Research / BFI Working PaperOct 19, 2021

Telemigration and Development: On the Offshorability of Teleworkable Jobs

Richard Baldwin, Jonathan Dingel

The Covid-19 pandemic has introduced huge numbers of employers and employees to remote work. How many of these newly remote jobs will go overseas? We offer a rough quantification based on two observations: 1) offshore work is trade in services, and 2) the number of telemigrants is the volume of this trade divided by the average wage. Combining these with gravity-model estimates, we can roughly predict the number of new telemigrants that would arise from lower barriers to trade in services. Telemigration seems unlikely to be transformative when it comes to the development paths of most emerging economies. The baseline service trade flows are modest, and the standard gravity model restricts modest changes to have modest impacts. There are no tipping points in structural gravity models. Finally, we propose a simple model of telemigration in which small changes can have large consequences. The key is to assume that latent comparative advantage takes a different shape than typically assumed in quantitative trade models. Given this, small changes in trade costs can generate large and asymmetric increases in the exports of service tasks from low-wage nations.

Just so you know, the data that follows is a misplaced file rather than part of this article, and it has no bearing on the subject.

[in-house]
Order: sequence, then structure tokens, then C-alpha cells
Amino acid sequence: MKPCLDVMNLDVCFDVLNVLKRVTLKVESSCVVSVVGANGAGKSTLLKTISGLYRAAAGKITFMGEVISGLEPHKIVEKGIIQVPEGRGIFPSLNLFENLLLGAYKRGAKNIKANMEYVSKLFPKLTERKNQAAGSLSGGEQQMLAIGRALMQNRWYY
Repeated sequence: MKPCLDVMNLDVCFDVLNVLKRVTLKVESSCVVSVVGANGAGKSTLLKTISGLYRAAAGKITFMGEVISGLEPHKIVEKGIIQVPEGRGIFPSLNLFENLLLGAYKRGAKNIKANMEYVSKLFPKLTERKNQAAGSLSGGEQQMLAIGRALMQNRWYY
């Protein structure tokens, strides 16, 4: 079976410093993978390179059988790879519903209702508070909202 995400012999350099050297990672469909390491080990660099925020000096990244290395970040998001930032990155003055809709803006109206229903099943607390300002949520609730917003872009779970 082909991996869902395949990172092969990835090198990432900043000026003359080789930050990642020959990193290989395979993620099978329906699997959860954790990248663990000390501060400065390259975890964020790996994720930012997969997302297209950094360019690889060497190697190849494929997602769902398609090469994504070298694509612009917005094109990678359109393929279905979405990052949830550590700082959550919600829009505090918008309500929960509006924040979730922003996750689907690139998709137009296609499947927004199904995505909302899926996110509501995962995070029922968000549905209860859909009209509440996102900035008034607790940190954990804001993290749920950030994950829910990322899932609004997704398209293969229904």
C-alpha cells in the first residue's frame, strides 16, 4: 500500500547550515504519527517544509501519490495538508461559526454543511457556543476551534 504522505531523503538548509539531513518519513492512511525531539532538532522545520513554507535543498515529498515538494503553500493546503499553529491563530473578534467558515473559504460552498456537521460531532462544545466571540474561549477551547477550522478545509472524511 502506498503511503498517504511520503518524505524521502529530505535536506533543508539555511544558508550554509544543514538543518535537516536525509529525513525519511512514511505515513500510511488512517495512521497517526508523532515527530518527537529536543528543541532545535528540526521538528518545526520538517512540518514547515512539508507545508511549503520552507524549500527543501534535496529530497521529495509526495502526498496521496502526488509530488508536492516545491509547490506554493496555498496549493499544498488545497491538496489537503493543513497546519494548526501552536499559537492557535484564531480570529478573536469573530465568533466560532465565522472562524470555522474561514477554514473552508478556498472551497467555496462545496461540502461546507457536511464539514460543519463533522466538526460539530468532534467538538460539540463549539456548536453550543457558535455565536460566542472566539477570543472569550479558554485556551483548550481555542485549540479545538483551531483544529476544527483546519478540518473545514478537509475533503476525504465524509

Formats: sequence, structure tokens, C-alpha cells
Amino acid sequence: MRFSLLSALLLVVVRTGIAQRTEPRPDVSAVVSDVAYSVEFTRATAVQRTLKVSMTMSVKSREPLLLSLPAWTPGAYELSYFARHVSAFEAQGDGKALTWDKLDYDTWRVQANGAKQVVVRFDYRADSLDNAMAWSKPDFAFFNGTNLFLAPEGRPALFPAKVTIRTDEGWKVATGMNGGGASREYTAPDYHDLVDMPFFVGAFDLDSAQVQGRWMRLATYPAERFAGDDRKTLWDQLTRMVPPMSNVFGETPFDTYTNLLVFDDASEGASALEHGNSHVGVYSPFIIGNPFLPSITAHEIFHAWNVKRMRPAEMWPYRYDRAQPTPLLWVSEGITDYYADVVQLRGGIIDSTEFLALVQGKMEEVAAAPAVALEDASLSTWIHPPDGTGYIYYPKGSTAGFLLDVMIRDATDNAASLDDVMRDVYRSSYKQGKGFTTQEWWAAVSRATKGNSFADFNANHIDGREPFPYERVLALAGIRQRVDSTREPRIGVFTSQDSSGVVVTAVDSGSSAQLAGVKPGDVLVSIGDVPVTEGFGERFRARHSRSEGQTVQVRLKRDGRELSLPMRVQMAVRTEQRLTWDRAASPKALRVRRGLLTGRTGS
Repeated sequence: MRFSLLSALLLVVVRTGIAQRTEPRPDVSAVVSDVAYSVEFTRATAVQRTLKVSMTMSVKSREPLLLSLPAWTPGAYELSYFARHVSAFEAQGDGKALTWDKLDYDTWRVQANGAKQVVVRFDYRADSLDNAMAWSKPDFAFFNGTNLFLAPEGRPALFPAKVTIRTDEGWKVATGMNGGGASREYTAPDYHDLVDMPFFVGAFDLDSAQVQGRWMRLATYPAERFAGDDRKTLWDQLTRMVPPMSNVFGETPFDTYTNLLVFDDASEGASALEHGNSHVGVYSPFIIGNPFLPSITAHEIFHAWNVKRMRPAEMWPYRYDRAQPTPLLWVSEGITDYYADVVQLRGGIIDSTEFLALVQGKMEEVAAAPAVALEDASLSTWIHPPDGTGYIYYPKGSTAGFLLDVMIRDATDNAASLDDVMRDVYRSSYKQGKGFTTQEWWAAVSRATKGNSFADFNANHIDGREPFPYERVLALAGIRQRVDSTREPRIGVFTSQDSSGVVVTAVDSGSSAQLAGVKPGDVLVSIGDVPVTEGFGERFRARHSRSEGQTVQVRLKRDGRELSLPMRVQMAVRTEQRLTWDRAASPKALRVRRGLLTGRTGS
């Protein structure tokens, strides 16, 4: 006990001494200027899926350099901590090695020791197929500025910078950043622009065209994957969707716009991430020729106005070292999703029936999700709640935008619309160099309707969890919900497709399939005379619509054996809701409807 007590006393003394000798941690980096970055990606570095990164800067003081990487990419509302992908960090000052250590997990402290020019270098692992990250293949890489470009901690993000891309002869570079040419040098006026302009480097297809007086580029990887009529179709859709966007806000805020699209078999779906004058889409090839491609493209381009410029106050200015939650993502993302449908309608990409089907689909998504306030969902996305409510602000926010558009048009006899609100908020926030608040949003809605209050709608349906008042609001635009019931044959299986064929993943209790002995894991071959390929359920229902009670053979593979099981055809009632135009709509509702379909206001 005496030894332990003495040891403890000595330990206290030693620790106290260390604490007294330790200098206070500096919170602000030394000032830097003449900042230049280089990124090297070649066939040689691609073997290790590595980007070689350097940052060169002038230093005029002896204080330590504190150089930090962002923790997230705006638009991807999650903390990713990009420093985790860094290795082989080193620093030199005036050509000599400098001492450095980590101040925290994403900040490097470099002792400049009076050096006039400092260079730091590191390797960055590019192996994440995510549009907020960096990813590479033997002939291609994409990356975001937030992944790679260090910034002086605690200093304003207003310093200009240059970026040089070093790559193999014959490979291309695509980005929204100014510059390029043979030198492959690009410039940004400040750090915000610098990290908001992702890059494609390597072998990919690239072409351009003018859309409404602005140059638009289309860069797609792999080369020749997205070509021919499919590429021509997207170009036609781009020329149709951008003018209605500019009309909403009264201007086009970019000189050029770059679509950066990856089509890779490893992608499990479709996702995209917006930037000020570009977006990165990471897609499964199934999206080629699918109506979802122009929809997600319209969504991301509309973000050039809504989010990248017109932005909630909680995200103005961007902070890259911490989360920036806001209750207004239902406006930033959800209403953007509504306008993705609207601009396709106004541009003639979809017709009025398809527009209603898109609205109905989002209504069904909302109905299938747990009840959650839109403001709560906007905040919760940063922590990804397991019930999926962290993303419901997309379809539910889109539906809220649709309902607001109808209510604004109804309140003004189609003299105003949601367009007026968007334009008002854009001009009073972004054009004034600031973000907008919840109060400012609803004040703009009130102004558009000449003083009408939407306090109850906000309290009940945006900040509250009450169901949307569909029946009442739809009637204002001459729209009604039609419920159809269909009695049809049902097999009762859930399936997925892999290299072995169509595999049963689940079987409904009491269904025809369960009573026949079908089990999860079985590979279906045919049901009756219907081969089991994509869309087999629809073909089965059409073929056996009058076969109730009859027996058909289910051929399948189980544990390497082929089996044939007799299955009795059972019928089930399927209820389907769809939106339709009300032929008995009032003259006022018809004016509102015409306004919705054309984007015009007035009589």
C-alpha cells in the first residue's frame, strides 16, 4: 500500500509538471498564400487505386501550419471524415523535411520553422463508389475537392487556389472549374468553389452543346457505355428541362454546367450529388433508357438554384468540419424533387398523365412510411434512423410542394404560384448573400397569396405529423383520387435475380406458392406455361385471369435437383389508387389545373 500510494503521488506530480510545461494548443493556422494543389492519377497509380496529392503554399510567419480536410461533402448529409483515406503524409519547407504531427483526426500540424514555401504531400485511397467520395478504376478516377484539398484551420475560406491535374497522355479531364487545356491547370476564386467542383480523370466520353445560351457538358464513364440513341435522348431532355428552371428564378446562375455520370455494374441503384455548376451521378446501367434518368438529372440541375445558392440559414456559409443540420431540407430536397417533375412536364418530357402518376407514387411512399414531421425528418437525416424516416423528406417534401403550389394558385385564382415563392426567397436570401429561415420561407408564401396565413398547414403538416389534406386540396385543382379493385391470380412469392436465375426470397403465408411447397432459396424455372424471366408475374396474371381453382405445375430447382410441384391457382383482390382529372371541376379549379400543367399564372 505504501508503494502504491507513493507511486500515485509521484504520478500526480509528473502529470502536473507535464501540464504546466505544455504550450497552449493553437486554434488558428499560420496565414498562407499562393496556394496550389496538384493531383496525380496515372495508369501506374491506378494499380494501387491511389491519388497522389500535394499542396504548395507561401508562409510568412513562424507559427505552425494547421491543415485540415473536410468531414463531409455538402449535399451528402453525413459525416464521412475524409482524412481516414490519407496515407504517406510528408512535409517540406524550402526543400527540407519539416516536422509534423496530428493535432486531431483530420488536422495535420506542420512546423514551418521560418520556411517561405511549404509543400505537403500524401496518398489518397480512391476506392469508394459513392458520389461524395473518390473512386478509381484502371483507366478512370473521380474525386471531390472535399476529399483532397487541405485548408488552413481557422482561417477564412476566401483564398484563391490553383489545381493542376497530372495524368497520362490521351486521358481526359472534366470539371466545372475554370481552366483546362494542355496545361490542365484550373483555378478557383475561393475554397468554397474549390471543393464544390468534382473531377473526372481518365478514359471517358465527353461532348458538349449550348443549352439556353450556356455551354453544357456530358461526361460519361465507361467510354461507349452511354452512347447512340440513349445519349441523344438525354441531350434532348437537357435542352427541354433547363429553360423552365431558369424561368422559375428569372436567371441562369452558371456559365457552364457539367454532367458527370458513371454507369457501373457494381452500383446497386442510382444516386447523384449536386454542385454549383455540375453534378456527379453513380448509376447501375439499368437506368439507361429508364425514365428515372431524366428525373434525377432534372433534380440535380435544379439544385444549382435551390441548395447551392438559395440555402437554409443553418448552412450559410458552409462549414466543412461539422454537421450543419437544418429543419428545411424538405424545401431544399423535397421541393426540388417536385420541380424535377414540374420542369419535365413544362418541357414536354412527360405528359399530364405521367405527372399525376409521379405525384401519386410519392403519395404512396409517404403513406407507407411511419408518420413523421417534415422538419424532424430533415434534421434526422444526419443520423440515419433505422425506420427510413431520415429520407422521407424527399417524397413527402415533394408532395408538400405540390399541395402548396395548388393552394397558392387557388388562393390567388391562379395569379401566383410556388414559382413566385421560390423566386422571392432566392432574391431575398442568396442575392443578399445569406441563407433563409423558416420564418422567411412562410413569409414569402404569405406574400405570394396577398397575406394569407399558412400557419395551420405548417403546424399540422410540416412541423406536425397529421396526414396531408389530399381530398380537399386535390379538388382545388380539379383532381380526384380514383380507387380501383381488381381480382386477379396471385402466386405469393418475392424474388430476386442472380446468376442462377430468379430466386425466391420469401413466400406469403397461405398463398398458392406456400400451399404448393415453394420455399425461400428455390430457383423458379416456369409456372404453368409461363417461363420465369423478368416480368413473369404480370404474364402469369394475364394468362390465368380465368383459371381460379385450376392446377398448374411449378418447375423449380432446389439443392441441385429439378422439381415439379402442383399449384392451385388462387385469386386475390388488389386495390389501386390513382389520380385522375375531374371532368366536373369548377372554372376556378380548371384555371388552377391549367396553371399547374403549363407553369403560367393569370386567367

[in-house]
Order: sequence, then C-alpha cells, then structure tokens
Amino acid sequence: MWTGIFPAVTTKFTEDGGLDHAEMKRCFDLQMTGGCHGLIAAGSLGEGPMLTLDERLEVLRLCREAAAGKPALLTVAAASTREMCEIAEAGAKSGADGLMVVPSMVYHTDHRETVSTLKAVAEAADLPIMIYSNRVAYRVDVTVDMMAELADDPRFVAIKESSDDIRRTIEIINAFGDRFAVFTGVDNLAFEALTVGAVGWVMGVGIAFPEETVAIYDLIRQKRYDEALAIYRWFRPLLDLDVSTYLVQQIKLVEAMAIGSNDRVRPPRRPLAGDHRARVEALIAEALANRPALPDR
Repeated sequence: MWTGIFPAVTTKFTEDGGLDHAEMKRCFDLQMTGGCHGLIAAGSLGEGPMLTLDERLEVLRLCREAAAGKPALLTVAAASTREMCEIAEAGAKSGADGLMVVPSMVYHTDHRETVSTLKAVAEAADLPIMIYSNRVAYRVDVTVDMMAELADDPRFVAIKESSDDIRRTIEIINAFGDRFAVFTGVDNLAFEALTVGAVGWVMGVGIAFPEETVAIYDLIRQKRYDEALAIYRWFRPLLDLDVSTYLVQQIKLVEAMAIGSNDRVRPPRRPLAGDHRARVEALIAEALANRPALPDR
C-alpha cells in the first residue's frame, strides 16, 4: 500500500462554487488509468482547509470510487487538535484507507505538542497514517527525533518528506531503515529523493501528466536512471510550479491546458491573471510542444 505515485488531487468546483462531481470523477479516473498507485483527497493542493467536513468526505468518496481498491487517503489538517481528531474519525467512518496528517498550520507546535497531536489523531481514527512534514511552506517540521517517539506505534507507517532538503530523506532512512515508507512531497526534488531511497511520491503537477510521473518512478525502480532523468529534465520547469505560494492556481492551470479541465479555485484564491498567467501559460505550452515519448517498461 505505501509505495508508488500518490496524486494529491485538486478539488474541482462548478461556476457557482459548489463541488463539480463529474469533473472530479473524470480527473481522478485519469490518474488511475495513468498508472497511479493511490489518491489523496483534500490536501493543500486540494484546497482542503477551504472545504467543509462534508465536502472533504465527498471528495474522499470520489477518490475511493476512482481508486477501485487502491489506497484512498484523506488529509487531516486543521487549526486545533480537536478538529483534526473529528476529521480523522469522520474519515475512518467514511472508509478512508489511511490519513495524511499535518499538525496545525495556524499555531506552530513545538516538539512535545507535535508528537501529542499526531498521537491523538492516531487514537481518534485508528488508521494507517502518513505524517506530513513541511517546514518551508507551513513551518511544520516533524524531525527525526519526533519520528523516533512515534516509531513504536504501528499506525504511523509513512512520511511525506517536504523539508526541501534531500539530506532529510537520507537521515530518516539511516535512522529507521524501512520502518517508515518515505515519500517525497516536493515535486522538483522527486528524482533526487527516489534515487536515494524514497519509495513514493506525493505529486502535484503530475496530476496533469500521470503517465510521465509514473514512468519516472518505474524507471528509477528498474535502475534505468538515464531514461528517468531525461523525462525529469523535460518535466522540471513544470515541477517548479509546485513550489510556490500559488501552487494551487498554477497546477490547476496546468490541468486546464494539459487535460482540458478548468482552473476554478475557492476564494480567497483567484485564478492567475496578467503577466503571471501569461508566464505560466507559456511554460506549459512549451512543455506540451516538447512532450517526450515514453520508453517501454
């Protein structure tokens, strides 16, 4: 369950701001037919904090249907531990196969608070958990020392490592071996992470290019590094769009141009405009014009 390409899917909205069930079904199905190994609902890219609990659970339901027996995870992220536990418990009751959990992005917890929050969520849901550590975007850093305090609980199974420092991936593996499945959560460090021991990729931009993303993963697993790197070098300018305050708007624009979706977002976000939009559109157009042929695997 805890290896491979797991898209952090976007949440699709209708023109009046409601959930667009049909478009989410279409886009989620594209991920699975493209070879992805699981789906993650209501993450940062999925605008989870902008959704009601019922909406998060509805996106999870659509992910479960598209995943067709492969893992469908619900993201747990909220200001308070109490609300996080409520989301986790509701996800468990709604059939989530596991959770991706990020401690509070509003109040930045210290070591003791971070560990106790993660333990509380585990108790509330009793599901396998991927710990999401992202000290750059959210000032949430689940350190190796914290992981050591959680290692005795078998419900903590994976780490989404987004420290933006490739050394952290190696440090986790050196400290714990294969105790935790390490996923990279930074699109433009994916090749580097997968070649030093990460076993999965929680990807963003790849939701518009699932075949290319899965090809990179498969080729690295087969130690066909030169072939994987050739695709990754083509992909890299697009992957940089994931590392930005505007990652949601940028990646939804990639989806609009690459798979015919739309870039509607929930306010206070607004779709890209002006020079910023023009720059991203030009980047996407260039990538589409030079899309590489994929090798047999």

More Research From These Scholars

BFI Working Paper Dec 1, 2018

Spatial Correlation, Trade, and Inequality: Evidence from the Global Climate

Jonathan Dingel, Solomon Hsiang, Kyle C. Meng
Topics:  Uncategorized
BFI Working Paper Mar 21, 2019

Cities, Lights, and Skills in Developing Economies

Jonathan Dingel, Antonio Miscio, Donald R. Davis
Topics:  Technology & Innovation
BFI Working Paper Jan 29, 2021

Measuring Movement and Social Contact with Smartphone Data: A Real-time Application to COVID-19

Victor Couture, Jonathan Dingel, Allison Green, Jessie Handbury, Kevin R. Williams
Topics:  COVID-19